Achievement: A multidisciplinary team of researchers from Oak Ridge National Laboratory (ORNL) propose a forensic framework to decide if recorded controller area network (CAN) traffic, a de facto automobile communication standard, contains masquerade attacks. The proposed framework works at the signal-level and leverages time series clustering similarity to arrive at statistical conclusions. In doing so, we use available and readable signal-level CAN traffic in benign and attack conditions to test our framework. The results obtained from our evaluation demonstrate the capability of the proposed framework to detect masquerade attacks in previously recorded CAN traffic with high accuracy.
Significance and Impact: This work proposes a statistical forensic framework to detect masquerade attacks in the CAN bus. We quantify the empirical distribution of similarities of time series captures in benign and attack conditions. To accomplish this, we cluster time series using agglomerative hierarchical clustering (AHC) and compute the similarity between their corresponding dendrograms. We find that masquerade attacks can be detected effectively using the proposed framework, and its discriminatory power depends on the linkage function being used in the AHC as well as the the impact of the attacks on correlated signals. These results suggest that the proposed framework is a viable approach for detecting masquerade attacks in a forensic setting. We assume that the time series signal translation (or at least a high-fidelity translation) is readily available for use. This seems feasible with current and upcoming work in reverse engineering CAN bus signals.
The proposed framework detects all masquerade attacks in the ROAD dataset when the Ward linkage is used. We show that Ward’s linkage is an appropriate choice in this context because it tends to produce dense-enough clusters and enables the capture of meaningful changes in clustering assignations when attacks occur. In contrast, for the single linkage, clusters of signals tend to be spread out and often not compact enough with clusters having disparate elements. In the complete linkage, clusters of signals tend to be compact, but not far enough apart, with clusters having similar members. Additionally, for the average linkage, clusters tend to be relatively compact and relatively far apart, which strikes a balance between single and complete linkages.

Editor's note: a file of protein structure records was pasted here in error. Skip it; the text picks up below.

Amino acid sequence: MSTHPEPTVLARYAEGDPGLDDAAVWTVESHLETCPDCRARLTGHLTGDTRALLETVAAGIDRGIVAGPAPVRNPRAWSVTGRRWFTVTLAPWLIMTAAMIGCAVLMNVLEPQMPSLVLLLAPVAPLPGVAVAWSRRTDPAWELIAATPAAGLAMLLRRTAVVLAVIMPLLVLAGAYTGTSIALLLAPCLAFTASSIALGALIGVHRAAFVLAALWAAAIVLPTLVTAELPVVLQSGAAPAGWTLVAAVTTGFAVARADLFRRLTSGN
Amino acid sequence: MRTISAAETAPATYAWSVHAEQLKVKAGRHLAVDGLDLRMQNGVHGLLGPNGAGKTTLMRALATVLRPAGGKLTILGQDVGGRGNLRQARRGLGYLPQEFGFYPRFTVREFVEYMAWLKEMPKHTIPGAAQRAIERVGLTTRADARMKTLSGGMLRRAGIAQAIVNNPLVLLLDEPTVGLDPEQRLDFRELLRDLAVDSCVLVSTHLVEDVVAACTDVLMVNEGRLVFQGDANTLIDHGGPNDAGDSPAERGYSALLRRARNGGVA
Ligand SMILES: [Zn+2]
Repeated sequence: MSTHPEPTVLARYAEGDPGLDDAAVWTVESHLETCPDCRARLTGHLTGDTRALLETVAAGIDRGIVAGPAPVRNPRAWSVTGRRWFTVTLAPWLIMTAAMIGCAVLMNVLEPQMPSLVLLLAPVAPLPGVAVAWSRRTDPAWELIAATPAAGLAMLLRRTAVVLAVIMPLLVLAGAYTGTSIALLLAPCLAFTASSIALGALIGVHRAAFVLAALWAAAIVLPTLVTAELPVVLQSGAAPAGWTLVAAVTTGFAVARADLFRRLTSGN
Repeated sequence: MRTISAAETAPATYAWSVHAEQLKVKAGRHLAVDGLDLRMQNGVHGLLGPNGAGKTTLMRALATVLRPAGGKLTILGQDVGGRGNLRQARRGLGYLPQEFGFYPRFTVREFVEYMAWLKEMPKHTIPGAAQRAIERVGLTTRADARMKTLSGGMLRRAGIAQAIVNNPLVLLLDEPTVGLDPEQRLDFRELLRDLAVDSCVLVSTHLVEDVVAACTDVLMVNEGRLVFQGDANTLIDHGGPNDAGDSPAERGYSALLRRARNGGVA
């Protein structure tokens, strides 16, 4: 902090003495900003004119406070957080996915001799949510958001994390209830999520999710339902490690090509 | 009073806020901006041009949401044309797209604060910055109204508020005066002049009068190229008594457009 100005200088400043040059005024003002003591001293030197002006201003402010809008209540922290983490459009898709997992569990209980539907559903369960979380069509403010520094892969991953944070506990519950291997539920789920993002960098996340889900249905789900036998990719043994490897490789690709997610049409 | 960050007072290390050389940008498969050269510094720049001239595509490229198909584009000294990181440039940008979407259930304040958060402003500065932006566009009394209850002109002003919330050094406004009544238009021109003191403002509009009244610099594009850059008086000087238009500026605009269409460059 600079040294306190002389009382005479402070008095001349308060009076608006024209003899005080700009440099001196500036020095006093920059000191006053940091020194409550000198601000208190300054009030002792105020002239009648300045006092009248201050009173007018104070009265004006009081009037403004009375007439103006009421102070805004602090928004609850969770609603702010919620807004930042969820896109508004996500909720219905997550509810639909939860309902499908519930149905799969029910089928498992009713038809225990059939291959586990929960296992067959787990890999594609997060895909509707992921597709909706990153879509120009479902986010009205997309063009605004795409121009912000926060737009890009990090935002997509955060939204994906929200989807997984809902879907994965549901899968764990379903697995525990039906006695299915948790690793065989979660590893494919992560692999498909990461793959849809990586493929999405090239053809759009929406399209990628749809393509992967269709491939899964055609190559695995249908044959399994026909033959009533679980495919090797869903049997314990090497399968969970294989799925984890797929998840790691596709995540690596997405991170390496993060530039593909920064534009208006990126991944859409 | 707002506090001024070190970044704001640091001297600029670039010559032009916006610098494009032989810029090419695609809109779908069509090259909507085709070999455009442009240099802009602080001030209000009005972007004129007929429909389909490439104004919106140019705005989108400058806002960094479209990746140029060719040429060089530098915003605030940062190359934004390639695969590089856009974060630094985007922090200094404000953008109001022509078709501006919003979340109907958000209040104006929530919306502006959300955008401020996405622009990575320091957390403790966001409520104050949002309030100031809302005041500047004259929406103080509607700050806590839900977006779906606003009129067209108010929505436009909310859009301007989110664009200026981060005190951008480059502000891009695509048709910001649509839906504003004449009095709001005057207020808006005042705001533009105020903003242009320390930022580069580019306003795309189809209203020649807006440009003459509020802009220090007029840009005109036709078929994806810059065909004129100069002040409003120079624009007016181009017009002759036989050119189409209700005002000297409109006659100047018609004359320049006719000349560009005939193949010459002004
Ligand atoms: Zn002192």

We note that the detection performance may also depend on specific attack features. Here, the detection difficulty is based on the potential number of correlated signals that are affected by the attack. Thus, an attack scenario in which wheel speed signals are modified, such as in the correlated attack, has a more noticeable effect of disrupting correlation with other signals than an attack that modifies the reverse lights because the wheel speed correlation attack manipulates four highly correlated signals (and seemingly strong correlations to many other signals), whereas the reverse light attacks modify a single signal that has correlation with gear selection but not many other signals.
To the best of our knowledge, the results from this research are the first to show systemic evidence of a forensic framework successfully detecting masquerade attacks based on time series clustering using a dataset of realistic and verified masquerade attacks.